Posted May 29, 2012Tweet
Conforming mortgage rates dropped to 3.78% last week, says Freddie Mac. An all-time record. Or was it? Mortgage rates were down last week, but that doesn't mean loans got cheaper.
Each week, mortgage-backer Freddie Mac performs a mortgage rate survey of more than 125 banks nationwide. The survey queries banks on their current, offered mortgage rates across various loans products, and asks about the accompanying discount points required to "lock" those rates.
A "discount point" is a one-time cost paid at closing where 1 discount point is equal to 1 percent of your loan size. For example, if you live in Alexandria, Virginia and you borrow up to the local conforming loan limit of $625,500, 1 discount point will cost you $6,255.
Discount points are paid in addition to "typical" mortgage closing costs; items such as appraisal fees; underwriting fees; and, title fees. The IRS treats them as pre-paid interest and, in many cases, discount points are tax-deductible.
Paying discount points also gets you access to lower mortgage rates than you may otherwise have been quoted. The more discount points you pay, the lower your mortgage rate can be.This is why Freddie Mac's published mortgage rates are routinely lower than the rates published by HSH, or the Mortgage Bankers Association, for example.
Freddie Mac mortgage rates assume you want to pay closing costs.
The most recent Freddie Mac mortgage rate survey contains a little bit of trickery. It reports that the average 30-year fixed rate mortgage rate dropped to 3.78% nationwide -- an all-time low. However, it also says that number of accompanying discount points required to get that rose to 0.8.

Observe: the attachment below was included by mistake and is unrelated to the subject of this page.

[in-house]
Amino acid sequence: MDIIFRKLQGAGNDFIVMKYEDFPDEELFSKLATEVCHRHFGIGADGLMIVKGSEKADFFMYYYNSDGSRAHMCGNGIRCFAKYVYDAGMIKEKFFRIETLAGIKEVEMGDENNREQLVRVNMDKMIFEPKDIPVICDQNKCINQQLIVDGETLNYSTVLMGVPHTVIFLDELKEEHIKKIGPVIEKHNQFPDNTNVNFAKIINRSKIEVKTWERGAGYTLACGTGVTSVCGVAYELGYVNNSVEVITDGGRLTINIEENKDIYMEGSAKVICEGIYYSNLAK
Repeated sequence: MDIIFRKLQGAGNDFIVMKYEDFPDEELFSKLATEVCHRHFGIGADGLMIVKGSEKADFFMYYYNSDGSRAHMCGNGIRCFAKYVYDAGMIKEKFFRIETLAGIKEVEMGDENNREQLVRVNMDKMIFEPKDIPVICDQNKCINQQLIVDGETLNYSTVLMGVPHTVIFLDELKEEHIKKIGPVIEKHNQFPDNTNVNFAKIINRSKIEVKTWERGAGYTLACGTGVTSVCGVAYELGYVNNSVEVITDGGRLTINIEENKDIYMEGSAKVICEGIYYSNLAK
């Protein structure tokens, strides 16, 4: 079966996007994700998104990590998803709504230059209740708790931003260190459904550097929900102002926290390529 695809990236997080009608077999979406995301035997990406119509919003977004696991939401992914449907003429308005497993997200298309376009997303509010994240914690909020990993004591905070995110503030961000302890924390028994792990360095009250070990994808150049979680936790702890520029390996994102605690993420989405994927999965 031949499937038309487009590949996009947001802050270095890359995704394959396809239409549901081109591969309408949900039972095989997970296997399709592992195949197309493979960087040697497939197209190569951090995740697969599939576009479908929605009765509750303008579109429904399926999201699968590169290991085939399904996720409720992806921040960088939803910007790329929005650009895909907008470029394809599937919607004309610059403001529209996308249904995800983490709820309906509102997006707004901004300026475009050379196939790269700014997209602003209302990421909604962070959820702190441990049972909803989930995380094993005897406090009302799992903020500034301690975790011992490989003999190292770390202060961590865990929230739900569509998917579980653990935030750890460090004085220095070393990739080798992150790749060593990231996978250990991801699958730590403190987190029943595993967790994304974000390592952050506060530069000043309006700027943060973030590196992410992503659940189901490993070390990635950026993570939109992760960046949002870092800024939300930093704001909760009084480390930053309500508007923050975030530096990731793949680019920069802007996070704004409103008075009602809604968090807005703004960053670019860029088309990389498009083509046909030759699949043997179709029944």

To compare the last two Freddie Mac surveys :
To put these figures to a real-life example, assuming a mortgage at the 2012 conforming loan size limit of $417,000, to lock a mortgage rate at this week's Freddie Mac average would yield a mortgage payment that's lower by $2.37 per month versus last week.
That's a tiny savings. And, meanwhile, the lower rate brings with it an additional $417 in closing costs. To recoup that extra cost -- $2.37 at a time -- would take a person 176 months, or nearly 15 years.
Mortgage rates hardly appear "better" when we put them in that sort of context.
If you've been shopping for a mortgage, waiting for the bottom, remember that mortgage terms have two parts -- there's the rate, and there's the fees. Mortgage rates may be dropping, but loans aren't getting cheaper. This week's 3.78% serves as a terrific example.
Mortgage rates and discount points change daily. Make sure you're shopping today's most current pricing.
The information contained on The Mortgage Reports website is for informational purposes only and is not an advertisement for products offered by Full Beaker. The views and opinions expressed herein are those of the author and do not reflect the policy or position of Full Beaker, its officers, parent, or affiliates.
Elaine A. Marketing
The Mortgage Reports is fantastic. I read it thoroughly and learn so much.
Marie M. Real Estate Agent
I have been a Realtor for more than 30 years and enjoy The Mortgage Reports. It's terrific to learn something new almost every day.
Ricardo P. Project Manager
The Mortgage Reports is awesome. The site is extremely helpful, keeps you up-to-date, and puts you ahead of the game. Add The Mortgage Reports to your reading list!
2014 Conforming & FHA Loan Limits
Mortgage loan limits for every U.S. county,
as published by Fannie Mae & Freddie Mac, and the FHA.